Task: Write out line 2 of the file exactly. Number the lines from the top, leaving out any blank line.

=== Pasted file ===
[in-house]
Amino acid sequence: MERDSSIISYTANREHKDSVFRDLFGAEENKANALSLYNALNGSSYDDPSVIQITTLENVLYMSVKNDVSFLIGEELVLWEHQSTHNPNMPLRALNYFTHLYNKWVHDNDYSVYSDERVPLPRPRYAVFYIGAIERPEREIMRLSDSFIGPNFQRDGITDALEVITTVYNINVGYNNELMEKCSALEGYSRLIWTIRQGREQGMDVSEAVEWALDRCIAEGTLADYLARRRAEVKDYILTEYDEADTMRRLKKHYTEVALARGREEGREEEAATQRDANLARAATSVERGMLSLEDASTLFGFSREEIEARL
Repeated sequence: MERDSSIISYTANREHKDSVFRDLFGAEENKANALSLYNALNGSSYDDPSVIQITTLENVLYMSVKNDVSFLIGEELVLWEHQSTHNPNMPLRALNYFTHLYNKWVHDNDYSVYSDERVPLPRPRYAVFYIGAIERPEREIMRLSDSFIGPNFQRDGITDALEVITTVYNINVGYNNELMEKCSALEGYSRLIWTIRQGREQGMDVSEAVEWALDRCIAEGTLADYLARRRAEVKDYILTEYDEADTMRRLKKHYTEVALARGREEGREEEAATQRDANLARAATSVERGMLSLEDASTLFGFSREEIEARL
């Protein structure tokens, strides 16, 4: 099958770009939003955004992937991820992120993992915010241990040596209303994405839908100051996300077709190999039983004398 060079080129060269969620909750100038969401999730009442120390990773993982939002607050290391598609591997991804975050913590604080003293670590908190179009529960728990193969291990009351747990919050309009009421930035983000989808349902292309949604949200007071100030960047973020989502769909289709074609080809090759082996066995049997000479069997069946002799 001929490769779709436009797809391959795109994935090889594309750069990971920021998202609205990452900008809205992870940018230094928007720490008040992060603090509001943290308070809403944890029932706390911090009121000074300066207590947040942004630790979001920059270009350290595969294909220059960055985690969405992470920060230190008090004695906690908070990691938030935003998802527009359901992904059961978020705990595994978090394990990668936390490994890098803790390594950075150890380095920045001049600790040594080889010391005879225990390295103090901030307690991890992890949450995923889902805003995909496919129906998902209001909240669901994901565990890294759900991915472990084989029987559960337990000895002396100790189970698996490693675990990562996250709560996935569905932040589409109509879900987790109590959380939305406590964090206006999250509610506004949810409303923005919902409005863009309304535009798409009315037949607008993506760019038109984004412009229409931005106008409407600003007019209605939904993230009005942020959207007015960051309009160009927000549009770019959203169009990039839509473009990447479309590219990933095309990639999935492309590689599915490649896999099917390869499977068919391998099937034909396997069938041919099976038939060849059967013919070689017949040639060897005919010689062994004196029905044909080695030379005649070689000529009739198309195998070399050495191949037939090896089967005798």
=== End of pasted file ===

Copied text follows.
Amino acid sequence: MERDSSIISYTANREHKDSVFRDLFGAEENKANALSLYNALNGSSYDDPSVIQITTLENVLYMSVKNDVSFLIGEELVLWEHQSTHNPNMPLRALNYFTHLYNKWVHDNDYSVYSDERVPLPRPRYAVFYIGAIERPEREIMRLSDSFIGPNFQRDGITDALEVITTVYNINVGYNNELMEKCSALEGYSRLIWTIRQGREQGMDVSEAVEWALDRCIAEGTLADYLARRRAEVKDYILTEYDEADTMRRLKKHYTEVALARGREEGREEEAATQRDANLARAATSVERGMLSLEDASTLFGFSREEIEARL